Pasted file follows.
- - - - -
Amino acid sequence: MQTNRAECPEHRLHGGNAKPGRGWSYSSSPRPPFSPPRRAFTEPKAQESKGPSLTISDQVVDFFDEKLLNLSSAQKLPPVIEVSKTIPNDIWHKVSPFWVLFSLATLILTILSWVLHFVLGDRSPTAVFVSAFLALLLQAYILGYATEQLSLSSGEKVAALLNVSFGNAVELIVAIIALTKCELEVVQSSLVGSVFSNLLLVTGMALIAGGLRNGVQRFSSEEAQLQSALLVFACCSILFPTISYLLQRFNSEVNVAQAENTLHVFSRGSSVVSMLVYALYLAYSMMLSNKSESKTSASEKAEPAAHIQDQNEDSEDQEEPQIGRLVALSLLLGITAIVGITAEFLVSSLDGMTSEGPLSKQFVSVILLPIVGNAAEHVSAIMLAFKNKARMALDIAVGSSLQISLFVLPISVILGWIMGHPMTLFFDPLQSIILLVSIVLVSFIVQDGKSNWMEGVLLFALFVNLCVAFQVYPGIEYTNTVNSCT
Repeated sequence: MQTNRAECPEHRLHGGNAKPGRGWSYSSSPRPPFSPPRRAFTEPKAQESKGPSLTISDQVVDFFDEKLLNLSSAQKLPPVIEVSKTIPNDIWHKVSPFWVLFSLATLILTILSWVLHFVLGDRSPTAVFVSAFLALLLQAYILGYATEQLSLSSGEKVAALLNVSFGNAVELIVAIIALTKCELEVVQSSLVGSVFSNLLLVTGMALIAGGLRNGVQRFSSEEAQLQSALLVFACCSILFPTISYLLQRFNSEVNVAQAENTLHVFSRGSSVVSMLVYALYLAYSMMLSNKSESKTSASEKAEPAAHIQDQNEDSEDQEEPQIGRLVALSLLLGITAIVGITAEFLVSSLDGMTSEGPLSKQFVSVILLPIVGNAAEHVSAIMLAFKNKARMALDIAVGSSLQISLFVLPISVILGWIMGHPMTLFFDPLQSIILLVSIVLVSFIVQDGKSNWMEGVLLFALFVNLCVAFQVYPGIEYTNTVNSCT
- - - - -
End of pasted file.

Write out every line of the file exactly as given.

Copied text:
Amino acid sequence: MQTNRAECPEHRLHGGNAKPGRGWSYSSSPRPPFSPPRRAFTEPKAQESKGPSLTISDQVVDFFDEKLLNLSSAQKLPPVIEVSKTIPNDIWHKVSPFWVLFSLATLILTILSWVLHFVLGDRSPTAVFVSAFLALLLQAYILGYATEQLSLSSGEKVAALLNVSFGNAVELIVAIIALTKCELEVVQSSLVGSVFSNLLLVTGMALIAGGLRNGVQRFSSEEAQLQSALLVFACCSILFPTISYLLQRFNSEVNVAQAENTLHVFSRGSSVVSMLVYALYLAYSMMLSNKSESKTSASEKAEPAAHIQDQNEDSEDQEEPQIGRLVALSLLLGITAIVGITAEFLVSSLDGMTSEGPLSKQFVSVILLPIVGNAAEHVSAIMLAFKNKARMALDIAVGSSLQISLFVLPISVILGWIMGHPMTLFFDPLQSIILLVSIVLVSFIVQDGKSNWMEGVLLFALFVNLCVAFQVYPGIEYTNTVNSCT
Repeated sequence: MQTNRAECPEHRLHGGNAKPGRGWSYSSSPRPPFSPPRRAFTEPKAQESKGPSLTISDQVVDFFDEKLLNLSSAQKLPPVIEVSKTIPNDIWHKVSPFWVLFSLATLILTILSWVLHFVLGDRSPTAVFVSAFLALLLQAYILGYATEQLSLSSGEKVAALLNVSFGNAVELIVAIIALTKCELEVVQSSLVGSVFSNLLLVTGMALIAGGLRNGVQRFSSEEAQLQSALLVFACCSILFPTISYLLQRFNSEVNVAQAENTLHVFSRGSSVVSMLVYALYLAYSMMLSNKSESKTSASEKAEPAAHIQDQNEDSEDQEEPQIGRLVALSLLLGITAIVGITAEFLVSSLDGMTSEGPLSKQFVSVILLPIVGNAAEHVSAIMLAFKNKARMALDIAVGSSLQISLFVLPISVILGWIMGHPMTLFFDPLQSIILLVSIVLVSFIVQDGKSNWMEGVLLFALFVNLCVAFQVYPGIEYTNTVNSCT